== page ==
West Point cadets and professor hold STEM sessions for Penn Hills students | TribLIVE.com
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Dillon Carr

A group of Penn Hills students will go home for the summer with a bit more knowledge in STEM fields after a special encounter with U.S. Military Academy West Point.

Assistant Professor Samuel Ivy and two other cadets spent time teaching eighth-, ninth- and 10th-grade students about coding, electrical engineering and Morse code June 10 and 11 as part of the university’s recruitment efforts.

“I hope after this these students consider STEM subjects as a career. And if they go to college, maybe they’ll consider getting a degree in a STEM subject. And maybe West Point could be that school for them,” Ivy said.

In all, around 50 students were chosen by their teachers to participate in the one-day session spread over two days for different age groups.

Braiden Phillips, 15, is a Navy Junior ROTC officer at the high school. He said he does “military stuff” every day, but this was a challenge.

“But once they helped and explained, it got easier,” he said.

The school’s ROTC program is one of two that are on the chopping block in an effort to achieve a balanced budget for the district.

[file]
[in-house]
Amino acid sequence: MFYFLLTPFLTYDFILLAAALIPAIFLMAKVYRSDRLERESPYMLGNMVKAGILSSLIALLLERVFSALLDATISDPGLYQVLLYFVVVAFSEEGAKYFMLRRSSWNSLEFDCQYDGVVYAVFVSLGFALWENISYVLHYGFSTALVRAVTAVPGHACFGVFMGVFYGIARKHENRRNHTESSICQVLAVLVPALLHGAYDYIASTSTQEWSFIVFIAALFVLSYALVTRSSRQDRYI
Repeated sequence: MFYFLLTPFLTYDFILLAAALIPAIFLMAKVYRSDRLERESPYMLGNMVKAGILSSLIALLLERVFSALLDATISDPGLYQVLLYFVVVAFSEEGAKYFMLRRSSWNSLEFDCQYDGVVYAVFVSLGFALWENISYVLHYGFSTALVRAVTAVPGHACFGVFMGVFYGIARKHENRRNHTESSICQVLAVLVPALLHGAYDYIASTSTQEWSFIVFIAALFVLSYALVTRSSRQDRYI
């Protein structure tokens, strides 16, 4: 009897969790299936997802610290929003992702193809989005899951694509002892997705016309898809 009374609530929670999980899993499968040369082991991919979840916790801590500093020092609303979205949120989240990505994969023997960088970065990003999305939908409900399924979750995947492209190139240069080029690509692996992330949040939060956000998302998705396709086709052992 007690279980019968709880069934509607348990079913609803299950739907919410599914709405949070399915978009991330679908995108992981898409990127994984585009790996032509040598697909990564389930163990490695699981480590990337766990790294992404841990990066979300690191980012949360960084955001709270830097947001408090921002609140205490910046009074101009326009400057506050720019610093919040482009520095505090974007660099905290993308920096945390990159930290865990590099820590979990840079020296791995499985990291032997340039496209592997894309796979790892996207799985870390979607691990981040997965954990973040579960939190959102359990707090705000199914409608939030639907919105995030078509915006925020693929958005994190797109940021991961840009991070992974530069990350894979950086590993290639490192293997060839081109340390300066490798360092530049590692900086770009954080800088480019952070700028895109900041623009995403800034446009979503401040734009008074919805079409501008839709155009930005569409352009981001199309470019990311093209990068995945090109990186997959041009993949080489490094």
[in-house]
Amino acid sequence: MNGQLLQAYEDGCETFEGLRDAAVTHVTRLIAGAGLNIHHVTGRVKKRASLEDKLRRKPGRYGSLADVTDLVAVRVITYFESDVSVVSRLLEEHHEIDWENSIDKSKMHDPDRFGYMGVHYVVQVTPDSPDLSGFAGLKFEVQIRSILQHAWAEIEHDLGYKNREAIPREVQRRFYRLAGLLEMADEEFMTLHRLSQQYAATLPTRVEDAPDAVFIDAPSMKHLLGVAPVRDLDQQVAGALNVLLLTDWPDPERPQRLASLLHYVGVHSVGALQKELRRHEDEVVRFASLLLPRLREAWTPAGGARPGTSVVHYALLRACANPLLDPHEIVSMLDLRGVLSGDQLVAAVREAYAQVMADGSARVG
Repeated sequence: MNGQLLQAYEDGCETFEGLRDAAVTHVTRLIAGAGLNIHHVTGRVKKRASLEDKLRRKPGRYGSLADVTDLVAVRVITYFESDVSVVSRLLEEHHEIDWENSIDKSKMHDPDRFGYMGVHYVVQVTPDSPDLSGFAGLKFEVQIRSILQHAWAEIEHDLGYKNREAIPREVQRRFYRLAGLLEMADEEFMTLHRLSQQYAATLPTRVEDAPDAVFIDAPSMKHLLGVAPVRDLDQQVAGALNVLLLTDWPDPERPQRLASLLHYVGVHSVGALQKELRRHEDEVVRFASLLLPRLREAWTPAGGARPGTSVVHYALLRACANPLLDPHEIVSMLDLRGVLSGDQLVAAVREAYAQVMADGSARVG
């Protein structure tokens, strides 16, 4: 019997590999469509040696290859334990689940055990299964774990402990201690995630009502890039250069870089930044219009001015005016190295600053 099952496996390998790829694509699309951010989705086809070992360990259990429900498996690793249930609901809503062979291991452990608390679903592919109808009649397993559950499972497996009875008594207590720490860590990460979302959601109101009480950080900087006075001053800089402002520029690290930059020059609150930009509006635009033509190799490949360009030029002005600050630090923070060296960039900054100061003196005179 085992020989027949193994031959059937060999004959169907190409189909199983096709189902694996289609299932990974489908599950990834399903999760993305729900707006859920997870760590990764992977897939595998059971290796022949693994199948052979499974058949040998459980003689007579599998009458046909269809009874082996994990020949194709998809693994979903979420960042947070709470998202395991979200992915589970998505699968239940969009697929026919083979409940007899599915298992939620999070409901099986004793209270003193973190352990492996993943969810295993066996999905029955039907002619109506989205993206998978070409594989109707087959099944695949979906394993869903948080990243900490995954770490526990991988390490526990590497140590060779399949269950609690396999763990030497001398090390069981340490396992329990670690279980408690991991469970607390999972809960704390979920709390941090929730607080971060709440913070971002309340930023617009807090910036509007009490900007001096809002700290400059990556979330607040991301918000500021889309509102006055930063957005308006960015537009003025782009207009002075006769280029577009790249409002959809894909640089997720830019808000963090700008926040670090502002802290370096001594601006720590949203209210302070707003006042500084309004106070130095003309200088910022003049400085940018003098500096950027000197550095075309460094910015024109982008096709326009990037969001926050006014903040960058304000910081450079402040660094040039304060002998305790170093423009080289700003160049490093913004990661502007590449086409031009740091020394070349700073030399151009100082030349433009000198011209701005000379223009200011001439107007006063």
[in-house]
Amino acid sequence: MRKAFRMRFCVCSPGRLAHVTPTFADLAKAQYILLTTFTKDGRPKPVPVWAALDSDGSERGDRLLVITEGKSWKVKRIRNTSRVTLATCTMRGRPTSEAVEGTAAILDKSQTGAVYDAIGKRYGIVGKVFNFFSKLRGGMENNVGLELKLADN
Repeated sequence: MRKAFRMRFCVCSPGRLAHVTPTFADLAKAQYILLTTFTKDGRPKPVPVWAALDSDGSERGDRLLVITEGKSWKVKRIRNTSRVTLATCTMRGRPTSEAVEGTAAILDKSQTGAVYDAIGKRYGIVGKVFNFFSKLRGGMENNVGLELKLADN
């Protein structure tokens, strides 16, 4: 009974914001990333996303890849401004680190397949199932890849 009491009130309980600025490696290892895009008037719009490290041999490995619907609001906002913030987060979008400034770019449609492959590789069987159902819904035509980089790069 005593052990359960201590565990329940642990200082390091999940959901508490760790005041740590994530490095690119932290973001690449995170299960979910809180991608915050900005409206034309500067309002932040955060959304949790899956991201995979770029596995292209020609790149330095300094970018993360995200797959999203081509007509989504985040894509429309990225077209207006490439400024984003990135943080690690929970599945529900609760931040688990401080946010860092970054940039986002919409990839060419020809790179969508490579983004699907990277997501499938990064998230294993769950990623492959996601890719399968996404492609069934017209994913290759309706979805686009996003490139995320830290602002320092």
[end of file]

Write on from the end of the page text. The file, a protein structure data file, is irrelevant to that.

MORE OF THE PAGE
Emma Terry, 15, said she had never been exposed to the activities presented.

“But it’s always nice to learn new things. I’ve never thought of any of this stuff before. It was a little hard,” Terry said.

Ivy said the program is meant to be a challenge.

“We hope the students get more confident in their abilities. At West Point, we not only want to produce soldiers — we’re passionate about creating a more profound pool of STEM talent for the country,” he said.

Ivy reached out to district Superintendent Nancy Hines after learning she had a connection with Lt. Col. Rance Lee, a Penn Hills High School alumnus, from the university’s admissions office.

Hines said Lee has made several recruitment visits to the school in the past, but was thrilled to have Ivy come to the district with an educational element.

“All feedback received from those involved has been very favorable,” Hines said.

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